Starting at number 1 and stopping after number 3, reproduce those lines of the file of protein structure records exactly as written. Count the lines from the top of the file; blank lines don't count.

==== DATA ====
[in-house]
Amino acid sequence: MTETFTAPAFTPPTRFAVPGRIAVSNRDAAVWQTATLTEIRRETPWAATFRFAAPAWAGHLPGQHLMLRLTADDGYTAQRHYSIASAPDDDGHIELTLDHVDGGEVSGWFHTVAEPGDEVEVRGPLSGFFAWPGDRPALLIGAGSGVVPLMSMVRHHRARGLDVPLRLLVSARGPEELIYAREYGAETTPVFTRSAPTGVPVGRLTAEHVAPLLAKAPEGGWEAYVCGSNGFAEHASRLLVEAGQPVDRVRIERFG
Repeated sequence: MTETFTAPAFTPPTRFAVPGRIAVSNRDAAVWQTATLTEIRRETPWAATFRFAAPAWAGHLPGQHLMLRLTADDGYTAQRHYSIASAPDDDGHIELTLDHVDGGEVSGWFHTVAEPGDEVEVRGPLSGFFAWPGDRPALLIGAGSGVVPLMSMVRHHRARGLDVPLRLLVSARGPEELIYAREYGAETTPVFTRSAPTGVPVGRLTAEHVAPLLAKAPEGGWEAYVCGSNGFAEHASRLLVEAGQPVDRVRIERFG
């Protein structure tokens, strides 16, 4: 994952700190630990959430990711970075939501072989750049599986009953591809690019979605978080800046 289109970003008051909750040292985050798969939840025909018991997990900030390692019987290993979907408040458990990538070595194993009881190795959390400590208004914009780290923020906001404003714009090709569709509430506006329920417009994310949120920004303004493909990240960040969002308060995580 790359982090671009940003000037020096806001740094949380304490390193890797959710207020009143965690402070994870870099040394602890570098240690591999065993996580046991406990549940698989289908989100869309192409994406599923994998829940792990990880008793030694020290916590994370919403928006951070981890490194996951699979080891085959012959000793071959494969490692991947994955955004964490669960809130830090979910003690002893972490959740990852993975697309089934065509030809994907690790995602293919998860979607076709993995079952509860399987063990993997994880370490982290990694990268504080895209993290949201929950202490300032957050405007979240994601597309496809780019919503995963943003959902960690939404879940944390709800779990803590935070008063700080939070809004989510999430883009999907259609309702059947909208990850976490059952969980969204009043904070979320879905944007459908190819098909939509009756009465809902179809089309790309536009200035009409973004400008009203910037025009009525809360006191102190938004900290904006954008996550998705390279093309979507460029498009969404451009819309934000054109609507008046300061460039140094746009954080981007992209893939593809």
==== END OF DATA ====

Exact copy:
[in-house]
Amino acid sequence: MTETFTAPAFTPPTRFAVPGRIAVSNRDAAVWQTATLTEIRRETPWAATFRFAAPAWAGHLPGQHLMLRLTADDGYTAQRHYSIASAPDDDGHIELTLDHVDGGEVSGWFHTVAEPGDEVEVRGPLSGFFAWPGDRPALLIGAGSGVVPLMSMVRHHRARGLDVPLRLLVSARGPEELIYAREYGAETTPVFTRSAPTGVPVGRLTAEHVAPLLAKAPEGGWEAYVCGSNGFAEHASRLLVEAGQPVDRVRIERFG
Repeated sequence: MTETFTAPAFTPPTRFAVPGRIAVSNRDAAVWQTATLTEIRRETPWAATFRFAAPAWAGHLPGQHLMLRLTADDGYTAQRHYSIASAPDDDGHIELTLDHVDGGEVSGWFHTVAEPGDEVEVRGPLSGFFAWPGDRPALLIGAGSGVVPLMSMVRHHRARGLDVPLRLLVSARGPEELIYAREYGAETTPVFTRSAPTGVPVGRLTAEHVAPLLAKAPEGGWEAYVCGSNGFAEHASRLLVEAGQPVDRVRIERFG